A quick addendum: I forgot to mention that I'm quite comfortable using 
Ruby, embedded Ruby, and the like- I just haven't worked on anything 
resembling this problem with Ruby before.

On 18/12/11 18:46, Garthy D wrote:
>
> Hi all,
>
> I am working on an embedded Ruby application that may support
> user-written Ruby plugins in the future, and I am trying to get a rough
> idea as to what is and isn't possible, as it will affect the design I go
> with. Basically, if you've worked on such a thing before, please share
> your experiences. :)
>
> The ideal in my case is that the app will load in user-written Ruby code
> as a plugin, and the plugin author can interact with the rest of the
> code via a predefined and restricted set of objects and methods, but
> cannot mess with things outside of its environment, and especially not
> start exploring outside that environment in any way. I want to be able
> to completely lock the user out of using certain objects or classes.
>
> Having not done anything like this in Ruby before, I'm trying to get a
> feel as to what might be possible and practical.
>
> For example, many of the criteria in a $SAFE level of 4 seem appropriate
> to me- although what I'm really after is a way to lock things up, call
> some user code, and then revert back to a normal $SAFE level. It looks
> like the only way this could really be done though is to launch the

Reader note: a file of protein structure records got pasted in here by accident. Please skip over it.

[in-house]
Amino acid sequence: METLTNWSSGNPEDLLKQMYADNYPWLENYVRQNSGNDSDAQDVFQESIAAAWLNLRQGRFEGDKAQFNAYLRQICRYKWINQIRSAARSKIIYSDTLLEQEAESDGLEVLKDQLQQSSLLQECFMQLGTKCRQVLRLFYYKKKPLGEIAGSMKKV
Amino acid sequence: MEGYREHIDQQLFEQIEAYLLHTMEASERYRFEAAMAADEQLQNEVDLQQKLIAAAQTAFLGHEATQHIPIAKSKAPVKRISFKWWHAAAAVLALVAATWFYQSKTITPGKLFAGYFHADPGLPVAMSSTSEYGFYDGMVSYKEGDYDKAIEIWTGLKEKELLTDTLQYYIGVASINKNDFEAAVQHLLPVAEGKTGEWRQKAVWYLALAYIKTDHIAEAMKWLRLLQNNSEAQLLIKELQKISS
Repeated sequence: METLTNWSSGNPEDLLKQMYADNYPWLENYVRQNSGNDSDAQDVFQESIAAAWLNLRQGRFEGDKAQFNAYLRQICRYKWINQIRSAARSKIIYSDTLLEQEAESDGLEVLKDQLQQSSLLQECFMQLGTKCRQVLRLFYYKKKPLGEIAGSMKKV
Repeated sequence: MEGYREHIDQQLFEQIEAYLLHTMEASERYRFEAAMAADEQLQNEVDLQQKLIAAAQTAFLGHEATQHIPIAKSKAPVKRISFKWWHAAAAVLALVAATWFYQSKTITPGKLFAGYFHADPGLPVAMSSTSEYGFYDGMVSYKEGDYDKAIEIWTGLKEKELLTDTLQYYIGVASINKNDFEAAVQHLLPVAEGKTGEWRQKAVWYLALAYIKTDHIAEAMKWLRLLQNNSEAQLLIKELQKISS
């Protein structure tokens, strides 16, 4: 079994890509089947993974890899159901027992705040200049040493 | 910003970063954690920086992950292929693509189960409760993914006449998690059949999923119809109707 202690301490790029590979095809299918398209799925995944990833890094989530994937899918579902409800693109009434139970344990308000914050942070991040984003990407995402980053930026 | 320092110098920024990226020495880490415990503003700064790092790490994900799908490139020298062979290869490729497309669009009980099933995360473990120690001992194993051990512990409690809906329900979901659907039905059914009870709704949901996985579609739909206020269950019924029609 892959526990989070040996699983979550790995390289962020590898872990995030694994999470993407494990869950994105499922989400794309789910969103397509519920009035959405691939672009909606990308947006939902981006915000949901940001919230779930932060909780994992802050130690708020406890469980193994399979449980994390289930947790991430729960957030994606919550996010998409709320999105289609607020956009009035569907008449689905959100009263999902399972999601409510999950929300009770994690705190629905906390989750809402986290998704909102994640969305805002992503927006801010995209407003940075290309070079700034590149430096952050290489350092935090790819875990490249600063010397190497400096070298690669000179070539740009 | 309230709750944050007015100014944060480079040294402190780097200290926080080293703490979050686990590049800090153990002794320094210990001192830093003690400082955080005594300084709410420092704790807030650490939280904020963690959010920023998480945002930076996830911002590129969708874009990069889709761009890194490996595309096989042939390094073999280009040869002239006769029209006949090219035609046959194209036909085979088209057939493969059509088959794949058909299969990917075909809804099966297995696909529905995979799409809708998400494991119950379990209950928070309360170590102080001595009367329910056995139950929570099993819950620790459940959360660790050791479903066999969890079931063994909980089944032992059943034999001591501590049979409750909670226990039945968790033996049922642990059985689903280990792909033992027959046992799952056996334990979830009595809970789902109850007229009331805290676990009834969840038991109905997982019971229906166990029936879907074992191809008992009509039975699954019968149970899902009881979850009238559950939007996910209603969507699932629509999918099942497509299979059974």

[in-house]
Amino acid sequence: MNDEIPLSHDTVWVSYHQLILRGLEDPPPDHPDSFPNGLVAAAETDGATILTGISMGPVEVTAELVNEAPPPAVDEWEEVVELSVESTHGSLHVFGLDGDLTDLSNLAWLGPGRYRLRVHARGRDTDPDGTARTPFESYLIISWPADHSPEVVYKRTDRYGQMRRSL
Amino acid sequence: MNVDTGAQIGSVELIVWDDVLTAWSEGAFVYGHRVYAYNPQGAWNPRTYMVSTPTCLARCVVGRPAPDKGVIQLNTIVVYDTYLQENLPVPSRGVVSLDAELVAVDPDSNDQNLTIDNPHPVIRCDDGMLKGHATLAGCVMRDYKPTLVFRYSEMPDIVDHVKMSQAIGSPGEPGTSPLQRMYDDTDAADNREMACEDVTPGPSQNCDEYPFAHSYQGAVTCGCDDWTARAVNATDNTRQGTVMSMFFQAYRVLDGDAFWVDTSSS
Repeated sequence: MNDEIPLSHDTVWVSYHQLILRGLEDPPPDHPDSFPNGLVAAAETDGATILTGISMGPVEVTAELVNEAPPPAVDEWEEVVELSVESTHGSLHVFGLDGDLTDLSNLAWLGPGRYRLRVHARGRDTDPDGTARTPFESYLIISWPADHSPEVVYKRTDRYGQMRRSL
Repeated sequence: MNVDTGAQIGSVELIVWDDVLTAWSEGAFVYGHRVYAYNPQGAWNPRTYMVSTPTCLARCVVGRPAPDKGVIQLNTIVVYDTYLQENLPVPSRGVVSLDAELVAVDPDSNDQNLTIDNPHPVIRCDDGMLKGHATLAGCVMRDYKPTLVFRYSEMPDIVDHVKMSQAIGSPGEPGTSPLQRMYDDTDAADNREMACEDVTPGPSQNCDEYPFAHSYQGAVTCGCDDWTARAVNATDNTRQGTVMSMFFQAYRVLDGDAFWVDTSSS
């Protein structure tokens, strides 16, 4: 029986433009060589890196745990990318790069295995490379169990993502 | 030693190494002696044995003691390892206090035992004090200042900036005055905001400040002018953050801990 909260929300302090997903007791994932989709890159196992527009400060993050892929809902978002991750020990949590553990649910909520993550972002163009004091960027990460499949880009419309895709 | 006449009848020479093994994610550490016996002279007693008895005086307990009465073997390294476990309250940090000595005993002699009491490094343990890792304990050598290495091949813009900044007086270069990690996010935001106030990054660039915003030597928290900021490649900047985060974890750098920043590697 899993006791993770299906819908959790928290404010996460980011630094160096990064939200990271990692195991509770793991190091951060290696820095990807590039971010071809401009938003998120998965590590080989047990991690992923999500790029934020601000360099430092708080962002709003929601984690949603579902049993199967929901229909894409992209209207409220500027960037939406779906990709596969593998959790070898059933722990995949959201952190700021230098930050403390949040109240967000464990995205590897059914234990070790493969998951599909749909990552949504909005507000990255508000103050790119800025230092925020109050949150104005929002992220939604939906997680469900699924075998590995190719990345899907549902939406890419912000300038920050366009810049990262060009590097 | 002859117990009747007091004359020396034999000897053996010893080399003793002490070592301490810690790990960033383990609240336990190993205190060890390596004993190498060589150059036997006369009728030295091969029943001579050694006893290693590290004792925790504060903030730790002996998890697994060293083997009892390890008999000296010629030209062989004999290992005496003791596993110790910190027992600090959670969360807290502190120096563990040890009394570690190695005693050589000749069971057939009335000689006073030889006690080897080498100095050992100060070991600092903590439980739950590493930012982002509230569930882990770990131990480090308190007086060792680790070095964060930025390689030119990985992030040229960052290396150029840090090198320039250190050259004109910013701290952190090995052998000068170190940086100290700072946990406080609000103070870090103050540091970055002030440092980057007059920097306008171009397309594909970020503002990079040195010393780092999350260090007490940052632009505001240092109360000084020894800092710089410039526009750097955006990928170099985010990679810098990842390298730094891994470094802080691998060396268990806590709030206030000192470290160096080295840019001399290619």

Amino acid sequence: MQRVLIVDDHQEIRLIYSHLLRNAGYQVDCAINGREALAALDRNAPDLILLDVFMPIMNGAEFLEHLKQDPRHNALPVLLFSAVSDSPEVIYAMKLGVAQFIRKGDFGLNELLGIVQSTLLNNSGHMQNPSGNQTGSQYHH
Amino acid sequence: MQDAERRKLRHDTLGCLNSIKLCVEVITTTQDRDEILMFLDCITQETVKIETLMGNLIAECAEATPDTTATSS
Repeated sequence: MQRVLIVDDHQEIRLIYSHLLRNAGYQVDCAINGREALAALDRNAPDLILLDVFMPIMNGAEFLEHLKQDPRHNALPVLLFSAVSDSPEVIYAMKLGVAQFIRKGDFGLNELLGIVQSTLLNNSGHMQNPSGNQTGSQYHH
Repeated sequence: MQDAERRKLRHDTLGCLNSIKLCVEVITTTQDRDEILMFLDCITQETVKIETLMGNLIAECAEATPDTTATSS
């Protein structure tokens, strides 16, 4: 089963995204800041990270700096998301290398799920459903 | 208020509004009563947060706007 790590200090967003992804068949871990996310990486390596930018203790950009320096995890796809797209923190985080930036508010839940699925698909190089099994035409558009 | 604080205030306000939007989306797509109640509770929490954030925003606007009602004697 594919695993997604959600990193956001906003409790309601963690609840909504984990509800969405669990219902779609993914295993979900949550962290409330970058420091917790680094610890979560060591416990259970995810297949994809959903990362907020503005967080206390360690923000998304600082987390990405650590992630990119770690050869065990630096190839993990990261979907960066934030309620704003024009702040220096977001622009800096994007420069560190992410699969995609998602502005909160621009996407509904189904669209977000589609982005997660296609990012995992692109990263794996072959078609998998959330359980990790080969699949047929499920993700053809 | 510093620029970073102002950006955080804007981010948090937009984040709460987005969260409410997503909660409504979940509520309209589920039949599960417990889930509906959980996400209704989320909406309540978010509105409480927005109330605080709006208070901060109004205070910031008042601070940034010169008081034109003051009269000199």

> plugin in its own (Ruby) thread and handle any synchronisation issues
> arising from it myself. Is this right?
>
> Being able to set up my own access control by intercepting every method
> call made by the plugin would also be useful. I could then, for example,
> have a set of testing criteria that I could use on each method call to
> determine if it should be allowed (for example, class whitelists). I
> wonder if I could set up a series of proxy objects for objects that I'd
> like to wrap, but I wouldn't want a plugin author to use those proxy
> classes to get at the original objects, and mess with them directly. The
> interface could be as thin as two objects- an application object that
> you send messages to, and a plugin base object that the plugin uses to
> receive messages from the application. In this case I'd like the user to
> be able to create their own classes, manipulate strings and arrays (for
> example), but not interact with any of the remaining Ruby code at all,
> and certainly not examine it in any way.
>
> As some app users might run plugins other app users have written, being
> able to limit the damage they can cause is also important. I'm not
> fussed if certain operations could cause a denial of service (eg. just
> run "while true; end"), as the environment would be such that the
> affected user could just kill the process and disable the plugin- it's
> not a web server. I *would* be fussed though if the plugin was able to
> read and write files to the system directly, or cause lasting damage
> outside of the application itself.
>
> As you can tell, my thoughts on the subject are still somewhat
> disorganised. I'm trying to determine roughly which parts of this
> infrastructure would be easy, difficult, or impossible to implement. I
> would greatly benefit from the thoughts and experiences of people who
> have been down this road before. If you can find the time, please share
> your experiences, and let me know what worked, and what did not.
>
> Thanks in advance, apologies for the long, rambling question. :)
>
> Garth
>